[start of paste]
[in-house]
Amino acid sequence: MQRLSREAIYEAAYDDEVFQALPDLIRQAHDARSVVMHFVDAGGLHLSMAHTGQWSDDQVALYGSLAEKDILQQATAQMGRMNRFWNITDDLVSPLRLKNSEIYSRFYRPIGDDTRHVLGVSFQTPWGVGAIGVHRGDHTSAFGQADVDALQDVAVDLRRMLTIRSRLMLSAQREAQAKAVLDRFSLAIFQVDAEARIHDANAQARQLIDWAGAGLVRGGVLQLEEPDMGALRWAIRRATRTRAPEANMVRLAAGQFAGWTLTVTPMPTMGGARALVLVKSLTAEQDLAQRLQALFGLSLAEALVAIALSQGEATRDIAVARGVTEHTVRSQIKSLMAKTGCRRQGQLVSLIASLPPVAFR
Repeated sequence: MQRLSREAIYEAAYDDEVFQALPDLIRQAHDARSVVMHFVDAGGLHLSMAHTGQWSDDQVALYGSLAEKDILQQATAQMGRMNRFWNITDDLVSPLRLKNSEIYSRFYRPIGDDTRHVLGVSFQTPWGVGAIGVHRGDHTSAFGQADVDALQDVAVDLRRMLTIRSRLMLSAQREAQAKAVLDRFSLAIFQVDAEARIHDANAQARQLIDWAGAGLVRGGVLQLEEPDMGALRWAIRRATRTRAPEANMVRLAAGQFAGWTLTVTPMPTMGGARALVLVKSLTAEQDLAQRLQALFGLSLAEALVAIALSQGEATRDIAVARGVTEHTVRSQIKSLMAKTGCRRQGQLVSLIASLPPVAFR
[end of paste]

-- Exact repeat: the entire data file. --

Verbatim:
[in-house]
Amino acid sequence: MQRLSREAIYEAAYDDEVFQALPDLIRQAHDARSVVMHFVDAGGLHLSMAHTGQWSDDQVALYGSLAEKDILQQATAQMGRMNRFWNITDDLVSPLRLKNSEIYSRFYRPIGDDTRHVLGVSFQTPWGVGAIGVHRGDHTSAFGQADVDALQDVAVDLRRMLTIRSRLMLSAQREAQAKAVLDRFSLAIFQVDAEARIHDANAQARQLIDWAGAGLVRGGVLQLEEPDMGALRWAIRRATRTRAPEANMVRLAAGQFAGWTLTVTPMPTMGGARALVLVKSLTAEQDLAQRLQALFGLSLAEALVAIALSQGEATRDIAVARGVTEHTVRSQIKSLMAKTGCRRQGQLVSLIASLPPVAFR
Repeated sequence: MQRLSREAIYEAAYDDEVFQALPDLIRQAHDARSVVMHFVDAGGLHLSMAHTGQWSDDQVALYGSLAEKDILQQATAQMGRMNRFWNITDDLVSPLRLKNSEIYSRFYRPIGDDTRHVLGVSFQTPWGVGAIGVHRGDHTSAFGQADVDALQDVAVDLRRMLTIRSRLMLSAQREAQAKAVLDRFSLAIFQVDAEARIHDANAQARQLIDWAGAGLVRGGVLQLEEPDMGALRWAIRRATRTRAPEANMVRLAAGQFAGWTLTVTPMPTMGGARALVLVKSLTAEQDLAQRLQALFGLSLAEALVAIALSQGEATRDIAVARGVTEHTVRSQIKSLMAKTGCRRQGQLVSLIASLPPVAFR